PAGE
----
It is advantageous for the anode depolarizer to be anionic at the oxidizing region since an anionic one migrates more easily toward the reaction field of the electrode surface, but a nonionic one may be used if its concentration is sufficient. In terms of equilibrium, a lower standard oxidation-reduction potential tends toward oxidation, but kinetically speaking the concentration and electrode catalytic effect also contribute, so that an effective depolarizer cannot be judged only on the standard oxidation-reduction potential. An electrode reactive substance which is preferentially oxidized over hydroxide ions and chloride ions in the prescribed system is selected.

Particularly preferred electrode reactive substances include ascorbic acid, erythorbic acid, cysteine, acetylcysteine, thioglycolic acid, thiomalic acid and their sodium and chlorine salts, hydrogensulfite such as sodium hydrogensulfite, thiosulfates such as sodium thiosulfate, pyrosulfites such as sodium pyrosulfite and potassium pyrosulfite, iodides such as potassium iodide and sodium iodide, and α-thioglycerine, among which any one or combination of 2 or more may be used.

Chemical formula 1 shows an example of a reaction on the electrode surface during electrification, wherein an inert electrode is used as the anode, sodium sulfite is used as the depolarizer and water is used as the electrolyte solvent.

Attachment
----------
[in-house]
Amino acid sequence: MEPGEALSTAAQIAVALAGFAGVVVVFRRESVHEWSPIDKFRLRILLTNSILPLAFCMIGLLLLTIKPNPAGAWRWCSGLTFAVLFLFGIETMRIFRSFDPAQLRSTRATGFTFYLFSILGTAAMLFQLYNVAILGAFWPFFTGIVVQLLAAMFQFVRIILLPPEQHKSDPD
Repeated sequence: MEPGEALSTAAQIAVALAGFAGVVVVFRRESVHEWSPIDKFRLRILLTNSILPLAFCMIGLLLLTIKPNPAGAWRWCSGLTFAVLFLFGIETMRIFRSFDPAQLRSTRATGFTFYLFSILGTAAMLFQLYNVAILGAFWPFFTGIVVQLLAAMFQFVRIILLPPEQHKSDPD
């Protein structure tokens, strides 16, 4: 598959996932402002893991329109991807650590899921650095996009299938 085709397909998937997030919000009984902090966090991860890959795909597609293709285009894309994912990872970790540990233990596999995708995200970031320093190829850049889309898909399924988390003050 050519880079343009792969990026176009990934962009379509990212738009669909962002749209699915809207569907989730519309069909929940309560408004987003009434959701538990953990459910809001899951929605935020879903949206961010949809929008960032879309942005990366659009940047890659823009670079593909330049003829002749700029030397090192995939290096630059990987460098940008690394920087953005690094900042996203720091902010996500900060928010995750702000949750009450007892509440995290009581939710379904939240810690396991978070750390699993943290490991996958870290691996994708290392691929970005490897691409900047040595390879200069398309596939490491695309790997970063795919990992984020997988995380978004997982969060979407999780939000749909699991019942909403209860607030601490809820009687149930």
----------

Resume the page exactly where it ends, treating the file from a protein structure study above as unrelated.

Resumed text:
As seen from chemical formula 1, the current flows without generation of oxygen. The cations which migrate in the direction of the skin are sodium ions and protons. This type of depolarizer is an oxygen-incorporating reducer which acquires oxygen from water and generates protons, but there may also be mentioned hydrogensulfite such as sodium hydrogensulfite, thiosulfate salts such as sodium thiosulfate, pyrosulfite salts such as sodium pyrosulfite and potassium pyrosulfite, and nitrite salts such as sodium nitrite.

Chemical formula 2 shows another example of an electrochemical reaction on the electrode surface during electrification, wherein an inert electrode is used as the anode, sodium thioglycolate is used as the depolarizer and water is used as the electrolyte solvent.